Tuesday, July 3, 2012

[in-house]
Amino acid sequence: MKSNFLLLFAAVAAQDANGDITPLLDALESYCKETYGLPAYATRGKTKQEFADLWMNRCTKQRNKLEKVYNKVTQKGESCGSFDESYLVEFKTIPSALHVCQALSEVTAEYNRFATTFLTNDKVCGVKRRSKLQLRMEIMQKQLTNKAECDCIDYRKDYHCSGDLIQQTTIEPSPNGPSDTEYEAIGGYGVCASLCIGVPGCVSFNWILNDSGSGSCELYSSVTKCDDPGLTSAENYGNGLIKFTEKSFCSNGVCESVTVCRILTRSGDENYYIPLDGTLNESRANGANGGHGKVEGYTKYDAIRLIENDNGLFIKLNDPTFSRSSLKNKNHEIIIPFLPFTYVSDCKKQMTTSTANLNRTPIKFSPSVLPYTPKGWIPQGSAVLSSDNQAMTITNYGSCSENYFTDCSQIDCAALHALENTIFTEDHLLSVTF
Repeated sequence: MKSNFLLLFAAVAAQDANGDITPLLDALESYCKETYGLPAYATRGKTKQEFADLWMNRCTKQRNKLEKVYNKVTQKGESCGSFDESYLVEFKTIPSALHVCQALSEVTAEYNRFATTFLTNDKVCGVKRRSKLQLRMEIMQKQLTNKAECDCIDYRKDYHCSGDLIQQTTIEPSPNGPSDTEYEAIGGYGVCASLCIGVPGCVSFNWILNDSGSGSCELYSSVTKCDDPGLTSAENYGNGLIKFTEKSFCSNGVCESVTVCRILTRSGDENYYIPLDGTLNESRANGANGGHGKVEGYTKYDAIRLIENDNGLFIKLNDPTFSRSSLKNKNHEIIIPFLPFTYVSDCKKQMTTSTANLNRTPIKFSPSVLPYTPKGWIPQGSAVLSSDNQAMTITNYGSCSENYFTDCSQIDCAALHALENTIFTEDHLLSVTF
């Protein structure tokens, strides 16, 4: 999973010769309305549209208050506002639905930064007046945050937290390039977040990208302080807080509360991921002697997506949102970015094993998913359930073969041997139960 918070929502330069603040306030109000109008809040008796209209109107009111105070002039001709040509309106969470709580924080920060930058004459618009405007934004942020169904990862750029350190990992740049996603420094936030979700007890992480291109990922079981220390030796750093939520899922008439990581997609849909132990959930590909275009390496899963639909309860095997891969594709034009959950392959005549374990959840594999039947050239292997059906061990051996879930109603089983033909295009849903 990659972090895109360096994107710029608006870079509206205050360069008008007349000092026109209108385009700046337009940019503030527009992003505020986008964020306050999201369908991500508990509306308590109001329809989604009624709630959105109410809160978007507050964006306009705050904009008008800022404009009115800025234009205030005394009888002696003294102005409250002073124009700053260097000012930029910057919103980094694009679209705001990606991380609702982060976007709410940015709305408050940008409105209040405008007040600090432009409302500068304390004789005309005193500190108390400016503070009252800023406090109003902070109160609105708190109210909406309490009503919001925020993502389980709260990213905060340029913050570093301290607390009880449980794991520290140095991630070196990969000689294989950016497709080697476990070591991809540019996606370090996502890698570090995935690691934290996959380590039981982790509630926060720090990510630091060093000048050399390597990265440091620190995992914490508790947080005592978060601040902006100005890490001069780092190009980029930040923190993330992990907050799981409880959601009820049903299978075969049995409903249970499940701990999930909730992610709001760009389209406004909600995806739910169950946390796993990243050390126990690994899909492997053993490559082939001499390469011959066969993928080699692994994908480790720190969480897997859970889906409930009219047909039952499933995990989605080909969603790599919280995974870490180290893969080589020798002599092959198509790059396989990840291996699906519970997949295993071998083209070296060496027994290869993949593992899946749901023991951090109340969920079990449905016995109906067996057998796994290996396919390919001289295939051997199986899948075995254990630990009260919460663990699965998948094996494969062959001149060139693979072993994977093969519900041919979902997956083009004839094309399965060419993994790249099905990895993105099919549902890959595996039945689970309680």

Here's a positive one just for you P! Something I wrote a while ago and posted on my other blog but it is so important to me that I have decided to post it on all my blogs, because it is something I would like everyone to read. There are things that are important to talk about. Most things, in fact. I grew up in an environment that fostered discussion, then I went to college where there was more discussion, then I went to Kenya and gained the confidence I needed to become a part of all the discussion. I don’t like to state my opinion about things until I’ve carefully analyzed and re-analyzed it, ‘til I’ve scoped out its flaws. Even then my arguments are not always strong, and are always particularly confusing and complex. I’m better in dialogue, better when I get to bounce ideas off of someone else, even when they don’t agree with me. But what I am trying to say right now is, I want to talk about things. I know “things” is vague, but that is really what I want to talk about, is about all things, I don’t want to talk about feminism or racism or religiousism (is that a word? it should be a word? I have decided to make it a word), but about everything, at once because I am so tired of all of the divisions and all of the disconnect piling on top of each other. Isn’t the point of everything, of life, connections? I don’t go to other places looking for differences. I am interested in other places, other thoughts, other ideas because I am looking for similarities. For areas where we overlap, where we connect. My whole life has been about connections, it’s really the only thing I care about when it comes down to it, and it is the thing that has propelled me in life thus far. I get myself in trouble, almost daily, for saying that I am not a feminist. As a woman, not being a feminist is problematic. Don’t I care that women, on average, get paid less than men? Don’t I care about the decisions being made about what I can and can not do with my own body? Yes. I do care. But I don’t care about these things on the basis that I am a woman. I care about these things as a human being who believes whole-heartedly in justice and fairness and balance. I care just as much about the women being underpaid as I do about the men (even if there are less of them) getting underpaid for their jobs. I don’t want to categorize myself as a feminist, because what I am really concerned about is all cases of people being slighted. There is this tendency people have (myself included) to want to speak for other people (see, I’m doing it right now, you’re all like “bullshit, I don’t have that tendency”). We can’t. For example: I know how I feel about development in third world countries, and I have talked to people who live in third world countries about how they feel about it. But even if I wrote what I thought was an accurate interpretation of their views on it, it would still be my interpretation. Does this make sense? This goes the same for writing, if I chose to, as a woman. I mean, of course I am going to write “as a woman” because I am a woman. But just because I am woman does not mean that I suddenly feel this pull and connection between myself and other women. Doesn’t mean I know what it feels like to be a woman outside of myself. But people are afraid to write about themselves. Afraid it is narcissistic, afraid that they, as a singular person are not big or important enough to be written about, feel that they must take on something bigger than themselves to give their work meaning. This applies to many forms of art, I feel. But here is what I think: You are important enough. If you write/live honestly from your own stance, people will connect with that on an individual level. Lots of people. By carefully looking at the details of each of our personal stories we will find things that we relate to, things that resonate. We will more easily be able to see the similarities. Everyone’s problems/triumphs/joys are important and valid. You don’t have to have had something “earth shattering” happen to you to have something important to say. I believe in you. I believe that you have something interesting to tell me. This is half the reason I encourage people to write letters. Because letters don’t ask too much of you, the way other forms of expression sometimes do. They just ask you to present some information about yourself to one other person, to whatever extent you are comfortable with. And people write me really really beautiful things. It seems to me that by specifically addressing feminism and racism and all those other isms we often maintain this divide between people. These characteristics aren’t even definitive. Not like the things that actually relate us to one another. Why not protest against all people receiving unfair pay, not just women? Are we not just oppressing ourselves by staying within the categories that continue to offend us? Doesn’t it seem like maybe we’re just getting distracted by these and losing sight of what’s important? What these sorts of movements do, is simplify something that is not simple. Embrace the complexities, sweets. The complexities are simple. We are all different, so different, each relationship so dynamic, so impossible to replicate. And we shouldn’t want to. We should embrace each individual connection. It’s these that will unify us. The idea that we all know what sadness feels like, what happiness feels like, and all of those complex little emotions in between. Not because we know what being a woman or a man feels like. Or what being a Kenyan or an American feels like. Or what being a black or a white person feels like. WE KNOW WHAT BEING A HUMAN FEELS LIKE. That should be enough to understand each other. I’m overly optimistic, I’ve been told. That’s probably true. But shit, I’ve got to believe, that we can all connect. I can’t think of one person I haven’t connected with, when bothering to sit down and have a one-on-one conversation with. People from all different backgrounds (aren’t we all from different backgrounds?). People I don’t agree with about a lot of things. But I’ve never really left an honest, person-to-person conversation without feeling some sort of positive connection. So I have to believe that it exists. That we can all connect, if we approach it from the smallest scale, from our daily person-to-person interactions, rather than always trying to approach it by uniting over characteristics that are so much less important than most the other things in our life. I believe in us. I believe we have it in us to understand each other, but we have to stop intimidating each other first. We have to be less offended. We have to forgive each other and then we have to talk to each other about our lives and all those little things that seem mundane but make up most of our days. We need to be a lot less afraid of each other and a little more in love with one another.